13. In its last report, the IDC called on the UK government to talk to Hamas representatives in their "capacity as elected representatives" (paragraph 34). The UK government has ignored this recommendation, along with warnings that isolation of the elected representatives of the Palestinian people would worsen the situation. Unfortunately those warnings have been proved correct by events. The policy of the Quartet, including the UK government, in isolating Hamas has itself been responsible for creating disunity within the OPTs and leading to the dire emergency in Gaza. The Israelis and the Quartet have acted out a clear policy of divide and rule on the Palestinian leadership. If we are to see an end to the humanitarian disaster and a respect for Palestinian human rights, the UK government must promote Palestinian unity and engage with Hamas.
The Quartet's economic proposals for the OPTs
14. War on Want is acutely aware of the need to rebuild the economy of the OPTs. Restrictions on movement and closures have ensured that trade is all but impossible. For this reason War on Want welcomes the IDC's call on the EU to put measures in place to make the Association Agreement between the OPTs and the EU effective.
15. We are also deeply alarmed by moves by the Quartet which could normalise the economic dependency of Palestinians on the institutions of occupation. The special representative of the Quartet, Tony Blair, has announced four proposals as a package of economic regeneration for the West Bank. These proposals include the development of industrial zones and the construction of the controversial agro-industrial zone proposed for Jericho, in the Jordan Valley.
16. One of War on Want's partner organisations in Palestine, the Grassroots Palestinian Anti-Apartheid Wall Campaign, along with local councils in the Jordan Valley, is opposed to the agro-industrial zone in the Jordan Valley on the basis that it will entrench a reliance on economic aspects of the occupation. The agro-industrial zone is a re-announcement of an existing Corridor for Peace and Prosperity project developed by the Japan International Cooperation Agency (JICA). The proposal is for a free trade zone, bringing together Israeli and Palestinian business. In its report The Quartet's Development Proposal for the Jordan Valley, the Grassroots Palestinian Anti-Apartheid Wall Campaign demonstrated that the agro-industrial zone proposal included investment and support for Israeli businesses currently operating illegally in the West Bank as 'Israeli migrant firms'. Clearly, this would be an unacceptable development. Furthermore, rather than enabling Palestinian famers in the Jordan Valley to develop their own business and farms, the jobs created for Palestinians by this proposal would be as labourers in large-scale industrial zones.
17. The fertile land of the Jordan Valley makes up a third of the West Bank, running along the eastern side of the OPTs. The area was declared a military zone by Israel in 1967. Today, 98% of the land is under Israeli control. A War on Want delegation visited the Jordan Valley last year and witnessed first hand illegal Israeli settlements producing products sold on the UK market. The delegation, which included former Secretary of State for International Development Clare Short MP, spoke to Palestinians whose own farms and business have been stifled by the occupation and whose children are having to work in the Israeli settlements for poverty wages. These settlements produce agricultural products and other goods that are exported largely to the European market. It is vital that any economic proposal for the Jordan Valley is focused on changing this reality rather than entrenching it.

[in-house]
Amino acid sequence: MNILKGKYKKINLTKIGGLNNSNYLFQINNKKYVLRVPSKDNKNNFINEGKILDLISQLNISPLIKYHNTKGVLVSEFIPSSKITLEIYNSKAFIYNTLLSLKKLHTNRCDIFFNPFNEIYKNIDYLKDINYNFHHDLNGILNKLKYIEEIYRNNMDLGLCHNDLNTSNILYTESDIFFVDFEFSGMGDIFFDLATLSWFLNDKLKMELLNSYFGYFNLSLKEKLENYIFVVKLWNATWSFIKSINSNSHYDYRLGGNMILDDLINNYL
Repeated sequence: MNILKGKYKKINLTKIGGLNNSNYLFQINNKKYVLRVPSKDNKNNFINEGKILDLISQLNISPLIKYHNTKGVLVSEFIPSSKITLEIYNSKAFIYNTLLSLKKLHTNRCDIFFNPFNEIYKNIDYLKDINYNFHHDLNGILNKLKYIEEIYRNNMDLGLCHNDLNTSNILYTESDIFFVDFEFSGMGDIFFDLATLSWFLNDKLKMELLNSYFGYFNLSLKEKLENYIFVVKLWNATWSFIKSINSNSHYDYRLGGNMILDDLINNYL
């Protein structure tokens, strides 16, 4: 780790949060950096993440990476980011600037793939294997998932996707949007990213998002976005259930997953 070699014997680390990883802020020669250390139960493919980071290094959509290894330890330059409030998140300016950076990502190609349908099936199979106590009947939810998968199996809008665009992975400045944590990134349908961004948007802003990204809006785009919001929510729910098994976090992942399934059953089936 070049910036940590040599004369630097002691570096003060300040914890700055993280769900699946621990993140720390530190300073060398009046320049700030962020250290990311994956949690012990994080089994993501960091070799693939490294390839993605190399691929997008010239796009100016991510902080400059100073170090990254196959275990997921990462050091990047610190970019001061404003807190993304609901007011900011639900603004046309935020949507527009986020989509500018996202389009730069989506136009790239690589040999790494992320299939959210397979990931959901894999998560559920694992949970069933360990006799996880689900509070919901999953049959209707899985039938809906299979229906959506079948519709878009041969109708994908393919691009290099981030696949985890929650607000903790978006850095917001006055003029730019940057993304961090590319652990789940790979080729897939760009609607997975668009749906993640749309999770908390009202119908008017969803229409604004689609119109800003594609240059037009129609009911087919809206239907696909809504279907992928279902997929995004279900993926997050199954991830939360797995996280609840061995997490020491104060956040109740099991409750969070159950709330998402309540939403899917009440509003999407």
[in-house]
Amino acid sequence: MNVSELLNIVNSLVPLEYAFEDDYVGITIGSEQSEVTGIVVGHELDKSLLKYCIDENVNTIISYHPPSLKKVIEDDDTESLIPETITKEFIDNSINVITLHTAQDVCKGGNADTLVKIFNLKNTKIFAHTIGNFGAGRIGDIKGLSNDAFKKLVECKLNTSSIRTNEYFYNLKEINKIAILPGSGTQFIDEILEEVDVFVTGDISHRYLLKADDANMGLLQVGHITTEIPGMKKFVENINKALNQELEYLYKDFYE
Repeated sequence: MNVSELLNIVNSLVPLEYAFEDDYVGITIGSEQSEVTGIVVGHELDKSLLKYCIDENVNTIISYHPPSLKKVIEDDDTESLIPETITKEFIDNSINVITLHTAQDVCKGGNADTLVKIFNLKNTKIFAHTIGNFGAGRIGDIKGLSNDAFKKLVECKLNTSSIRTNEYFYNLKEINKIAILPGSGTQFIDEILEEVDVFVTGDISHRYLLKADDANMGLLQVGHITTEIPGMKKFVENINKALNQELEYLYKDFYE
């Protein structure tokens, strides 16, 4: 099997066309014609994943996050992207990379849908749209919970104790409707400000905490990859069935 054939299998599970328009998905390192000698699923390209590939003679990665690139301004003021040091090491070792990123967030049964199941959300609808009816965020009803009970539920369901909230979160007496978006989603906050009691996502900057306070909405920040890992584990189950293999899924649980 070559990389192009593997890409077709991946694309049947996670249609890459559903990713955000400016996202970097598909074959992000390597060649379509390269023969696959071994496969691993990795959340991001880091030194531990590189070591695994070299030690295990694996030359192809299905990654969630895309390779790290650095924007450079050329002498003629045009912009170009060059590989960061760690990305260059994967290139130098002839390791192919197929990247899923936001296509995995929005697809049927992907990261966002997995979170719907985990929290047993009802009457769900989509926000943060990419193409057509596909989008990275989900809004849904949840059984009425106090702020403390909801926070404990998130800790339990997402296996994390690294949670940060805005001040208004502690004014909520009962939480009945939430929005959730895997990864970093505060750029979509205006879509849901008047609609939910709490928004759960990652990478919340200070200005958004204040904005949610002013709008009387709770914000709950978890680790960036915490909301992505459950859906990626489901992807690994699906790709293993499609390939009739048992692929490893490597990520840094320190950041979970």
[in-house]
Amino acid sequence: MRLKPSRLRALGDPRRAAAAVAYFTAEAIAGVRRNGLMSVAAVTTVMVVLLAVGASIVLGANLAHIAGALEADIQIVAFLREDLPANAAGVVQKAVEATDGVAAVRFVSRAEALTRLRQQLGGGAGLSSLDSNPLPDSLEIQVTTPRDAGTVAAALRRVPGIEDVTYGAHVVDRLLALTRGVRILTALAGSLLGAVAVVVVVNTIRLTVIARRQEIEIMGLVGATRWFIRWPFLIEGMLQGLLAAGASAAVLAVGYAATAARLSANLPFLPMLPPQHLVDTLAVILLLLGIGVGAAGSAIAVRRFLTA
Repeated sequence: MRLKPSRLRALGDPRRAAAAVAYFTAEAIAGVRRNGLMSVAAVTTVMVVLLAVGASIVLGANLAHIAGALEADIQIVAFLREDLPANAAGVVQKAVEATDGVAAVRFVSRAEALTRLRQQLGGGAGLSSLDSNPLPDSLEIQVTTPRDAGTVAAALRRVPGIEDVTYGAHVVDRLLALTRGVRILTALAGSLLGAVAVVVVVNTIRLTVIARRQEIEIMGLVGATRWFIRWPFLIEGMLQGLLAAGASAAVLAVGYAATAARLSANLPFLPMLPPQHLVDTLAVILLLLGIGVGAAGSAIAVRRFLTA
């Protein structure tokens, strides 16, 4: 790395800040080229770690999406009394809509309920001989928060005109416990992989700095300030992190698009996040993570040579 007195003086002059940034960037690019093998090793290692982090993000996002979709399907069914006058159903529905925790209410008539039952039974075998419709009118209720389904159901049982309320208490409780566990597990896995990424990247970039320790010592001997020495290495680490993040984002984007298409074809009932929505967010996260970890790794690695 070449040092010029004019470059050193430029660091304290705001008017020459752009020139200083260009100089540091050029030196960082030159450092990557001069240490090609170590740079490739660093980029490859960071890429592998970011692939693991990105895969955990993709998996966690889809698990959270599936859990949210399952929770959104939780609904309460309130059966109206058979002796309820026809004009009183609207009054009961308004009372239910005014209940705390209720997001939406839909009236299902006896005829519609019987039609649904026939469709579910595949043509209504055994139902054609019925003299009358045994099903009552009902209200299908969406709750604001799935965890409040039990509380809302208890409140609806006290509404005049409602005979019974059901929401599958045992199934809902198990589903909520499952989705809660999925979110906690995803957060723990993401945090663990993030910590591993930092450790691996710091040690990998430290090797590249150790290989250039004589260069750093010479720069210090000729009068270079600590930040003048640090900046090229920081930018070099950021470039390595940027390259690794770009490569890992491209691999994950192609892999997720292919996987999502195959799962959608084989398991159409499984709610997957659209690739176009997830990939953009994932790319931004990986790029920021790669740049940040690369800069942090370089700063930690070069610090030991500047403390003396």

18. War on Want is also very disturbed by the UK government's own economic plan for the OPTs. A report by the Rt Hon Ed Balls MP and Jon Cunliffe was published in September 2007: Economic aspects of Peace in the Middle East The report, "based in part on the UK's experiences in Northern Ireland", outlines a five-point 'economic roadmap'of free market reforms for the OPTs but signally fails to mention ending the occupation as the key first step towards restoring any possibility of economic prosperity. Among other things, the economic roadmap demands as its first priority that the public wage bill in the OPTs be reduced - despite acknowledging that it was public sector expansion in Northern Ireland that provided key employment opportunities and "helped protect workers against the strong negative economic effects of the 'Troubles'." Public sector employment is one of the only sure sources of jobs at a time of crippling economic hardship in Palestine. The government's suggestion that the Palestinian Authority should embark on a programme of public sector retrenchment at this time is damaging in the extreme.
19. The Palestinians are not the victims of a natural disaster. The poverty the Palestinians are suffering is man-made. DFID has also formally stated that the occupation is the primary cause of the poverty in the OPTs: "Poverty in the occupied Palestinian Territories is a product of occupation and conflict."( DFID Palestine Programme Interim update, 2006.) Yet the UK government continues to refuse to take any action to end the occupation.